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Train “the Whole Spectrum” for Maximum Athletic Potential

As the famous saying goes … “speed kills.”

The faster an athlete is, the more greater his or her capacity is to win games, beat the competition, and be overall more competitive than other players.

But how does one train to increased “speed”?

Speed is part of an inverse (or, opposite) relationship with strength.

You see, speed is defined as how quickly an object moves from point A to point B. Conversely, strength is defined as the max amount of weight that can be successfully moved from point A to point B.

The heavier you lift, the slower you move. The faster you lift, the less weight you can move. This is called the “strength-speed spectrum”. When one goes up, another goes down.

Exercises and athletic movements all fall somewhere along this spectrum. And to maximize speed, one must not only train with “speed exercises”, but with other exercises that are on different parts of the “strength-speed spectrum”.

Here are 3 categories of exercises an athlete must incorporate in a training program to maximize speed, allowing them to become the best athlete on their team.

#1 – Strength Exercises for Higher Speed Potential

As backwards as it may seem, focusing on weight and not quickness for certain exercises does in fact develop speed.

You may be asking yourself, “how?”

Well, within certain limits, as athletes increase their strength, they also increase their potential for speed.

Strength exercises, like deadlifts, involve near-maximal contractions of muscle groups – as do speedy movements, such as sprints. These heavy lifts allow the muscles to contract with more force, allowing an athlete to lift heavier weights AND to move with more speed.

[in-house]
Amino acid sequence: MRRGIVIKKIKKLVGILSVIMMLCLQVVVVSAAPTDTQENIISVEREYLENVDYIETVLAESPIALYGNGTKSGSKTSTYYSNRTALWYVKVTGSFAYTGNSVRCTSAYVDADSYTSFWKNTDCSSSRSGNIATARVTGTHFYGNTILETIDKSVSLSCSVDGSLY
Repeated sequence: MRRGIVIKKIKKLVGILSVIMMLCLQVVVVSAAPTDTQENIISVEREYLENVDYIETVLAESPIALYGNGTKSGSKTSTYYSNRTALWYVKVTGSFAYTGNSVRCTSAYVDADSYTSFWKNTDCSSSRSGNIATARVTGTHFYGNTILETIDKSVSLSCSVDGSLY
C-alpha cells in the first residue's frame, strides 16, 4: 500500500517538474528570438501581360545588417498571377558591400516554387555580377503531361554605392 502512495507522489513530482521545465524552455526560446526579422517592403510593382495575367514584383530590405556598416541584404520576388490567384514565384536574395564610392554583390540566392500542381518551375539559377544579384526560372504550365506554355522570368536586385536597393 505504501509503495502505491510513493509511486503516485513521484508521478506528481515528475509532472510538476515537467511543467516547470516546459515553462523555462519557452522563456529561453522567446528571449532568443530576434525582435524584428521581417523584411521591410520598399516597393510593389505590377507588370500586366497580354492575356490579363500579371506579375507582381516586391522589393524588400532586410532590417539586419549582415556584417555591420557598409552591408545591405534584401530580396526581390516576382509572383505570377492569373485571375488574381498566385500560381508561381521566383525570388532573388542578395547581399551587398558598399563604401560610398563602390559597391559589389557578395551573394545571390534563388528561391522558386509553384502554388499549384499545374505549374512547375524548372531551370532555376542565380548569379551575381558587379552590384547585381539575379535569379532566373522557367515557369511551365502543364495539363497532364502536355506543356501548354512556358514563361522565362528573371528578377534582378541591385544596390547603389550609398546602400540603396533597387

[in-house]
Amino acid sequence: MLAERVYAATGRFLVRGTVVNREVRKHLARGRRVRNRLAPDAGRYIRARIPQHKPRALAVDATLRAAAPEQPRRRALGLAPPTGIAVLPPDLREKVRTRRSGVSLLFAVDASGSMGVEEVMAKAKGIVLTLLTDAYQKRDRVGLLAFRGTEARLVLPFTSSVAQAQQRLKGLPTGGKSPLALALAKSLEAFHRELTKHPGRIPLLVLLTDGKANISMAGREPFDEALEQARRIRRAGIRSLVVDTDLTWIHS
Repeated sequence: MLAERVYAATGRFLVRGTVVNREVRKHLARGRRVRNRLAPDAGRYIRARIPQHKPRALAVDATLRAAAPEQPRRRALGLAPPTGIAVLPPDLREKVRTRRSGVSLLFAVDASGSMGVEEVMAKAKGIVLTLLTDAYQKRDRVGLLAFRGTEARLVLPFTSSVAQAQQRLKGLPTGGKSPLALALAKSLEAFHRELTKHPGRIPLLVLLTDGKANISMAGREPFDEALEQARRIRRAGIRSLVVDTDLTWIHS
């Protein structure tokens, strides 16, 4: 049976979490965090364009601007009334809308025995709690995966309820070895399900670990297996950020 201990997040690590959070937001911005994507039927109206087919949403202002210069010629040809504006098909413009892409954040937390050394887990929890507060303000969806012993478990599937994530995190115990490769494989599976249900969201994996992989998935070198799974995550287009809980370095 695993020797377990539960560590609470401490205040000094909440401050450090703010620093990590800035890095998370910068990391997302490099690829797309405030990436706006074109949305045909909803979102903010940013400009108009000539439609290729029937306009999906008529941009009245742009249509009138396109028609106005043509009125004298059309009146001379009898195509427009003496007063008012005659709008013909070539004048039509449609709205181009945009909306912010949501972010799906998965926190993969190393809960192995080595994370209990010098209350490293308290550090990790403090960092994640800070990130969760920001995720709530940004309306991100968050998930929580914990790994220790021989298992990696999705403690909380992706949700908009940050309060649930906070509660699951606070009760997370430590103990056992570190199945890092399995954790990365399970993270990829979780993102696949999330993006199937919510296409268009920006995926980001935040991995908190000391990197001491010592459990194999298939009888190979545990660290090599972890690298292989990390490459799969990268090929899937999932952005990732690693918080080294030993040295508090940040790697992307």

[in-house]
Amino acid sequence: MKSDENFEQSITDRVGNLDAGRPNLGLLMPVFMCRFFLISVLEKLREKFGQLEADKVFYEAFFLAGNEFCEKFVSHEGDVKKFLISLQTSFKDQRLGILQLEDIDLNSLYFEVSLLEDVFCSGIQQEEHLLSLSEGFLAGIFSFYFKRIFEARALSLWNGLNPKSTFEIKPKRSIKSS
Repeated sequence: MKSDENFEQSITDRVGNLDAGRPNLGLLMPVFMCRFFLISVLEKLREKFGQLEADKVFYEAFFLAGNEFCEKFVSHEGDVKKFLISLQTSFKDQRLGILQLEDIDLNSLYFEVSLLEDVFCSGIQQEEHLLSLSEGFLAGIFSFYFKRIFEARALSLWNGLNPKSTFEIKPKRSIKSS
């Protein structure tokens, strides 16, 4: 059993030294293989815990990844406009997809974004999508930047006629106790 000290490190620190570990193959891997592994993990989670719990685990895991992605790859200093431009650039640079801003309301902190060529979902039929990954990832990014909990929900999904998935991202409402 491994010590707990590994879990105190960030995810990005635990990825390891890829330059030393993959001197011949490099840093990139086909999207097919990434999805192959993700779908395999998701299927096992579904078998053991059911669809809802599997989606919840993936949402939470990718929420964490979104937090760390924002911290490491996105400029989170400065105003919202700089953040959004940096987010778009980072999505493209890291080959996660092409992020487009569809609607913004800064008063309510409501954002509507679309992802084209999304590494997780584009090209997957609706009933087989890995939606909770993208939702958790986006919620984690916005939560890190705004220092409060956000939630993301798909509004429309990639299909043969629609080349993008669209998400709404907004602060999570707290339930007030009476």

Heavy deadlifts, squats, and bench presses qualify as strength exercises. So do advanced bodyweight movements, such as pullups, that can only be performed for a few reps per set.

Two caveats …

First, if an athlete gains a disproportionate amount of weight, especially bodyfat, they’re increases in strength will result in not as much speed increased.

Second, if an athlete focuses purely on strength for months on end, they’re speed may degrade. Like any other skill or attribute, if you don’t practice it, you’ll only become rusty.

#2 – Power Exercises to Bridge the Gap

On one end of the “speed-power spectrum”, you have speed, and on the other, you have strength.

So what lies in the middle? Power.

Power is defined as how much can be moved over a certain distance and how quickly can it be done.

Movements and exercises are rarely ever pure strength or speed. It’s always a mix of the two, sometimes being biased towards one end or the either.

But for those movements that are both pretty heavy and fast, we’ll define as power exercises.

The importance of power exercises is that they bridge your strength to your speed. Basically, when you increase strength, you need something to “bridge it” to speed. Power exercises is this bridge.

Kettlebell swings, prowler sprints, and power cleans (for advanced athletes) are perfect for power.

#3 – Speed to Actualize All of Your Hard Work

Once an athlete develops both strength and then power, he or she is ready to test out speed.

At this point, the athlete has sharply increased the potential for speed.

Working on speed exercises – such as sprints, cuts, shuffling, jumps, throwing, just to name a few – will result in greater quickness and shorter times at this point.

As athletes train with these real-life movements after developing strength and power, they will literally see their speed improve workout-to-workout, practice-to-practice.

Structuring your training to work on strength, power, and speed guarantees that you not only become faster, but increase your future potential to become faster.

This endless-improvement is what takes athletes to the next level, and makes them the stars of their team.

For this reason, we’ve designed our athlete’s training programs to include these three types of training – to give our athletes maximal speed and potential.

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